Lola’s decision to sell the folksy store was driven by several factors: she turned 85 this year; her son Scott, who had been a principal player in running the store, died unexpectedly last December; and her daughter Jeri (known to all as Cookie) does not want to take over store management (“I’m already working 60 hours a week,” she says). So selling the store became something of an imperative.

One big question, however, was whether anyone would want to buy the store under the terms that Lola was hoping to sell it. From the very beginning, she says, her goal was to preserve Madison Park Hardware: “I wanted someone who would keep it a hardware store, who would keep the current employees, and who would care about the neighborhood.” Although she had several offers to do other things with the space, she stuck to the idea that it should remain a hardware store and be owned locally if possible. The end result, she says, is “the absolute best I could have got.” To which she adds, “I know Scott would be really happy.”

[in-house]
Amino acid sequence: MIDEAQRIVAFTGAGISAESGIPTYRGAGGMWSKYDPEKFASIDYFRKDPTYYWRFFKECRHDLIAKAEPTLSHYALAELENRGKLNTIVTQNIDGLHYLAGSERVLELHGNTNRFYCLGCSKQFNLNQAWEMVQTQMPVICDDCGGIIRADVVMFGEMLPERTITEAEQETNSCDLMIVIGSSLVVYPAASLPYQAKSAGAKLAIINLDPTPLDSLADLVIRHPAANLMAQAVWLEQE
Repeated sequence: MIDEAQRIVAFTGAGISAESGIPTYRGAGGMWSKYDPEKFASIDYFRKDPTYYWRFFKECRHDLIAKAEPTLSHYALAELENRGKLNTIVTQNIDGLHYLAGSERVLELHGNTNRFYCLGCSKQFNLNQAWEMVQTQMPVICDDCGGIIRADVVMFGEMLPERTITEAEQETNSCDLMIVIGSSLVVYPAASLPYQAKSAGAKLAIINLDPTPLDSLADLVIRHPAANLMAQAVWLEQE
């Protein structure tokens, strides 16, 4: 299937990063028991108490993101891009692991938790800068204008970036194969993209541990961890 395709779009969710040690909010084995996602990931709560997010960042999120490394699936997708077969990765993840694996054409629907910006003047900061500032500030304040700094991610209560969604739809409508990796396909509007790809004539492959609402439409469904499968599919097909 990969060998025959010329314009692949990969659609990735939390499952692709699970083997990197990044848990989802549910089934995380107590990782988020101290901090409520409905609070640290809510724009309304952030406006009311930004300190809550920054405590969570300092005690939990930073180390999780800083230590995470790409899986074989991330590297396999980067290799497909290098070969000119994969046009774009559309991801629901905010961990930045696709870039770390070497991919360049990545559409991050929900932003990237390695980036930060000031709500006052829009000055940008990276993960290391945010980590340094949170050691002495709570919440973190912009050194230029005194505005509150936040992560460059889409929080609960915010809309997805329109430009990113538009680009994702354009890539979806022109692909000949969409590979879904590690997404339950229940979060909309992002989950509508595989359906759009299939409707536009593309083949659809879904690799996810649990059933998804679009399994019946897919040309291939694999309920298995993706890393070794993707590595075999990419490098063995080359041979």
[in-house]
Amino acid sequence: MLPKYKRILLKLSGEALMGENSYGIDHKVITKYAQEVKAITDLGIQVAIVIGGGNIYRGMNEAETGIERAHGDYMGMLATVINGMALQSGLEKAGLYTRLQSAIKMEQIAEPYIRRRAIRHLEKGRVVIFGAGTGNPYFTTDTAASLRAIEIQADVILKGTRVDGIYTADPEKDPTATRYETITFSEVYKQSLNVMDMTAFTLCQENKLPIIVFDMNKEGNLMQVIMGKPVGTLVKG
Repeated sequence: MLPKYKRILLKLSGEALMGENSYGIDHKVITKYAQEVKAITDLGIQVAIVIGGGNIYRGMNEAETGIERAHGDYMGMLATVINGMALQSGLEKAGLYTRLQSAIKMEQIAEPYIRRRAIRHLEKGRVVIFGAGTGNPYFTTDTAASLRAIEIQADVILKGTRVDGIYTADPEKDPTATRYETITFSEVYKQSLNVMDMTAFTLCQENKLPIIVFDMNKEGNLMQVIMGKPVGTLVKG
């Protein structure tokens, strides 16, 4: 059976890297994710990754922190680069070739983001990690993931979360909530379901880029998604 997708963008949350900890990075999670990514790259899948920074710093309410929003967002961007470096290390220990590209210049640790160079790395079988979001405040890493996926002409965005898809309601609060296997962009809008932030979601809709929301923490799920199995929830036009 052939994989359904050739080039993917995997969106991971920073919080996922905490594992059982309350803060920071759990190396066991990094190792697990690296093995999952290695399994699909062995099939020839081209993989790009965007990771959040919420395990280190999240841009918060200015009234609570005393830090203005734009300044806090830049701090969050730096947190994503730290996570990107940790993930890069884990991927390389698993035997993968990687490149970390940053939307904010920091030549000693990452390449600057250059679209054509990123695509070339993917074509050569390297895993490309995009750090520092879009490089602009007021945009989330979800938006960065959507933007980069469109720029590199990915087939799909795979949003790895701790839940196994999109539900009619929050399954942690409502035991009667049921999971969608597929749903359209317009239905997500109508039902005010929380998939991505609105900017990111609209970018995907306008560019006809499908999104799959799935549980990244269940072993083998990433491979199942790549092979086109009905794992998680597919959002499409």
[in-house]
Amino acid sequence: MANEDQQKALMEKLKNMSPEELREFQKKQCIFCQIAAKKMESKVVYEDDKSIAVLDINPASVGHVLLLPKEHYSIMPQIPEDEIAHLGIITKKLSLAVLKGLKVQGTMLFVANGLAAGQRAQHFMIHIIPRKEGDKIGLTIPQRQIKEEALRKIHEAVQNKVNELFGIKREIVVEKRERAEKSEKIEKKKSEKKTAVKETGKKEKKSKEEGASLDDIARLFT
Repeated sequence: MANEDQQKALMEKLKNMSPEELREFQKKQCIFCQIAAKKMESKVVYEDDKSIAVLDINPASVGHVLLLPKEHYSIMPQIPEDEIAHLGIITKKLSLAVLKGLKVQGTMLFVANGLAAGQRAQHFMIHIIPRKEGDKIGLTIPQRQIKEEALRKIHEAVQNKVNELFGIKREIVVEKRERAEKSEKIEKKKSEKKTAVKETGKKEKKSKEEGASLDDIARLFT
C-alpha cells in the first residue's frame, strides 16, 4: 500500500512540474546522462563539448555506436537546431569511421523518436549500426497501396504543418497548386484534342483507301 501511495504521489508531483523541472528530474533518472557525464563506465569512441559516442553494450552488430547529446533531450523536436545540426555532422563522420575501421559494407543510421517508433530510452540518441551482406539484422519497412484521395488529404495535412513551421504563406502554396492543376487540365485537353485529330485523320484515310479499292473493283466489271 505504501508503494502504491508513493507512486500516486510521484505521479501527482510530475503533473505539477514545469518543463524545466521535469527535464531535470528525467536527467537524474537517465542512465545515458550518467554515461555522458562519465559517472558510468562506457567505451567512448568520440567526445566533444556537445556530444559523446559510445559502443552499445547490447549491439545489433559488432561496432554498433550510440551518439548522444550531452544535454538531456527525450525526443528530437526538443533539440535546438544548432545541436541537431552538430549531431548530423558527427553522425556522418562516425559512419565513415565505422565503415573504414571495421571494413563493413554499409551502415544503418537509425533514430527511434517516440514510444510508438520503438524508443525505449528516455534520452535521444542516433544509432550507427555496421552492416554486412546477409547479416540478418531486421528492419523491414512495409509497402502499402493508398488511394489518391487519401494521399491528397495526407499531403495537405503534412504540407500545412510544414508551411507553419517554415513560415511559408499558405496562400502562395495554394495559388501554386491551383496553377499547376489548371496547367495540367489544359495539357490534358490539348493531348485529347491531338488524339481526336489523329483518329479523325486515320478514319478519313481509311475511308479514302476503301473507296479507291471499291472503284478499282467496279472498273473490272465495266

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Adam, who is 39, has been working in the store since January, just a few weeks after Scott’s death. His previous job was with a development company. He says that after fifteen years away from the store, “coming back was just like riding a bike.” Growing up in Madison Park, Adam attended McGilvra Elementary and later, Roosevelt High School as part of the school district’s bussing program. He’s a graduate of the University of Washington. With regard to what he knows about hardware, fixing things, and home projects he says “What I didn’t learn from my dad, I learned from Scott.”